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The Preludes and Beyond

Bengt Edlund

The first study of this volume looks for reminiscences of Dies Irae in Chopin’s works. A great number of allusions and affinities are found in the preludes as well as in Chopin’s output. The study also yields insights into Chopin’s composition method. These intertextual findings are used in an attempt to establish the extra-musical content of the Second Ballade. Five preludes – A minor, E minor, B minor, A major and C minor – are closely examined, using diverse analytical approaches. A primary concern is to critically assess previous readings, and Schenkerian ones in particular. An analysis of the initial right-hand passage of the F-minor étude from Méthode brings up matters of idiomatic and ontology.


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Chapter 5. How could analysis be deconstructed by the A-major Prelude?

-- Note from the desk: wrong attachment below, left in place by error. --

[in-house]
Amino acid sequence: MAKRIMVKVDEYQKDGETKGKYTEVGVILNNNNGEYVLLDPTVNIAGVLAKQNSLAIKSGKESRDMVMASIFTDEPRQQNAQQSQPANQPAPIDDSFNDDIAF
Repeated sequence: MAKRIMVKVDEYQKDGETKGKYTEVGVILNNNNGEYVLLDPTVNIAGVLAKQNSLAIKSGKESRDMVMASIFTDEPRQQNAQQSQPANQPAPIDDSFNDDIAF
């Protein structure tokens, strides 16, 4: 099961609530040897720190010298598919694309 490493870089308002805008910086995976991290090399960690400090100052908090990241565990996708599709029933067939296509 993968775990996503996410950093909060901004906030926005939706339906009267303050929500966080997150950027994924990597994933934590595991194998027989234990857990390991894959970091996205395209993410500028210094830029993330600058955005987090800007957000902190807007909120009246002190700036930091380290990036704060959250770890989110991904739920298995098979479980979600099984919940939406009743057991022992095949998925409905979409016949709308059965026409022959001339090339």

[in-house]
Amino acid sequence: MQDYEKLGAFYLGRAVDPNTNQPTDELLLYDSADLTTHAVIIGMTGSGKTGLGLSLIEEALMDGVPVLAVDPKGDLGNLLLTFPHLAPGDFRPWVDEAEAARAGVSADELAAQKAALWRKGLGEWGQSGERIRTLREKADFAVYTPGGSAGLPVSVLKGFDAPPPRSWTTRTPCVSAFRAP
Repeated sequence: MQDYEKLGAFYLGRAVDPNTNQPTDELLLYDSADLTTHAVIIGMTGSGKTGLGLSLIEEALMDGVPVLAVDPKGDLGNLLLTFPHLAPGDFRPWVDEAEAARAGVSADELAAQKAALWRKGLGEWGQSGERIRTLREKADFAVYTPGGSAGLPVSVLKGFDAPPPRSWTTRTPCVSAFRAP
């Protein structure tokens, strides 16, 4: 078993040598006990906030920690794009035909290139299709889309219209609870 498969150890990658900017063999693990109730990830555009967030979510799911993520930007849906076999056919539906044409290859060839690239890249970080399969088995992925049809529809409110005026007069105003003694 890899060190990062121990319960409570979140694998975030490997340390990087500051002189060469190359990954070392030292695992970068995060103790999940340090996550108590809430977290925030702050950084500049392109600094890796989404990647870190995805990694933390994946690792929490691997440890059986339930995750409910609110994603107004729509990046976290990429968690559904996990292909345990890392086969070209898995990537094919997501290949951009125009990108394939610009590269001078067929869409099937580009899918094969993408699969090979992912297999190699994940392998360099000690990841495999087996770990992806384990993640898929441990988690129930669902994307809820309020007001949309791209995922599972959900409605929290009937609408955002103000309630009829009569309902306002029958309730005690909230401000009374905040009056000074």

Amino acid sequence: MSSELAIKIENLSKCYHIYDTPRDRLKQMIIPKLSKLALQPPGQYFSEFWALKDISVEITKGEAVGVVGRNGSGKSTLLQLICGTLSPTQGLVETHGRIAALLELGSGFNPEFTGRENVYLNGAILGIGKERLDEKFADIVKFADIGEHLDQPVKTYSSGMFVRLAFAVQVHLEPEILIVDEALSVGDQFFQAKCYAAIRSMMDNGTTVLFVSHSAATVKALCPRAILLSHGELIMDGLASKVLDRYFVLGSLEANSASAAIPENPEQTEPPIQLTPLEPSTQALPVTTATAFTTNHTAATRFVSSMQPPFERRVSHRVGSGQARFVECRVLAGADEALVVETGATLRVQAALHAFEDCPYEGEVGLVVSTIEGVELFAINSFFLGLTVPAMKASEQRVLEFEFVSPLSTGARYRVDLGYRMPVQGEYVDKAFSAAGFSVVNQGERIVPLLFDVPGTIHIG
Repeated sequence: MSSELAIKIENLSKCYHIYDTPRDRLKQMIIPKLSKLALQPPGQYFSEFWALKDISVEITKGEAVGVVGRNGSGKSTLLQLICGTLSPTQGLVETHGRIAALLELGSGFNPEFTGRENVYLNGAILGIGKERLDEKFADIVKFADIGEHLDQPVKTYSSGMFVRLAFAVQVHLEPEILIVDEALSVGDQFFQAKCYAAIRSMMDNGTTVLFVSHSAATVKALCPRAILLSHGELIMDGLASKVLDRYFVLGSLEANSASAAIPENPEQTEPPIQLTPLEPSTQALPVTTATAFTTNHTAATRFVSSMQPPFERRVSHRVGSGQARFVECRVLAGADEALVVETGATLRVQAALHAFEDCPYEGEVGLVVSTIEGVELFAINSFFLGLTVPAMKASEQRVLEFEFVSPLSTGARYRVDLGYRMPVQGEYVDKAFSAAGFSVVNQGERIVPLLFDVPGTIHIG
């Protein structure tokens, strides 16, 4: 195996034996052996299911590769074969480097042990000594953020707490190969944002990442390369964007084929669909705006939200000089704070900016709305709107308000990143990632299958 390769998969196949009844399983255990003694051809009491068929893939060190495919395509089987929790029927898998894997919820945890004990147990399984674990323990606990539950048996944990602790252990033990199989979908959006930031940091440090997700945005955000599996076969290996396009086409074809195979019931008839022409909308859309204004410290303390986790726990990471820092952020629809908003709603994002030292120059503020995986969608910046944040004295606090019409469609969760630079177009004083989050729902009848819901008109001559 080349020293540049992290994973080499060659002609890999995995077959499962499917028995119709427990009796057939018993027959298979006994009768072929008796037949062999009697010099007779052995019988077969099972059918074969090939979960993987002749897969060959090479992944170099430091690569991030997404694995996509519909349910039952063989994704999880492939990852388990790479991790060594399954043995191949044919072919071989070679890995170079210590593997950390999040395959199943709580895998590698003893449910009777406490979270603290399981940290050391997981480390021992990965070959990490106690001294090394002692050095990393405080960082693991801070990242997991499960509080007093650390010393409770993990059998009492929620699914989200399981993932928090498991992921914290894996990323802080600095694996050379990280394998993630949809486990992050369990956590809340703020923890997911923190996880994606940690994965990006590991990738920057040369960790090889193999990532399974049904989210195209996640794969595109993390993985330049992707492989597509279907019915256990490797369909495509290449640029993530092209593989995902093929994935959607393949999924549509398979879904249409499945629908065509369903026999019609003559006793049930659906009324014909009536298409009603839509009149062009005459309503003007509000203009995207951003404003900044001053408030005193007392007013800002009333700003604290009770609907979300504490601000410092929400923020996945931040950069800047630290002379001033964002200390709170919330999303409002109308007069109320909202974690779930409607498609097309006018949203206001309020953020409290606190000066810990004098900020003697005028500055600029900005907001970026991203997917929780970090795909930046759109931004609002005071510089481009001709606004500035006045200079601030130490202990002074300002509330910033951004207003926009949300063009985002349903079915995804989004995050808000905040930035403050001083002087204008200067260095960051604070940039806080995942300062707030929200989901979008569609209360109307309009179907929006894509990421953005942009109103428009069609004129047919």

Chapter 5 How could analysis be deconstructed by the A-major Prelude? Some introductory remarks on deconstruction Deconstructive thinking has been introduced by the ever-older New Musicology into the ever-newer old musicology as a way to unearth the double messages that music works unknowingly hide like hats lodging two rabbits, or rather one rabbit and one duck. It might therefore be worthwhile to study an investigation of this kind in order to evaluate the merits of deconstruction as a method of music analysis and criticism.1 Unfortunately, deconstructive writings are sometimes sophisti­ cated beyond readability, but there is one item that I really like: Rose Rosengard Subotnick’s painstaking analysis of Chopin’s A-major Prelude.2 Being a musicologist with an analytical bent, my 1 Adam Krims insists that there is no such thing as a deconstructive method in Derrida (he claims that there are several methods or indeed none) and certainly no general methodological commodity involving the use hierarchical oppositions; cf. Adam Krims, “Disciplining Deconstruction (For Music Analysis)”, 19th Century Music 21(1998) 3, 297-324. His critique of various attempts at “deconstructive” music analysis is thought-provoking, but there is an element of orthodoxy in his line of reasoning. Methods are sometimes founded by individuals, but they are established by scholarly practice and following, and while the benefits of having methods of humanistic study patented are questionable, the idea of protecting a non-method seems absurd. 2 Rose Rosengard Subotnick, “How Could Chopin’s A-Major Prelude Be Decon­ structed?”, chapter 2, pp. 39-147, in Subotnick, Deconstructive Variations:...

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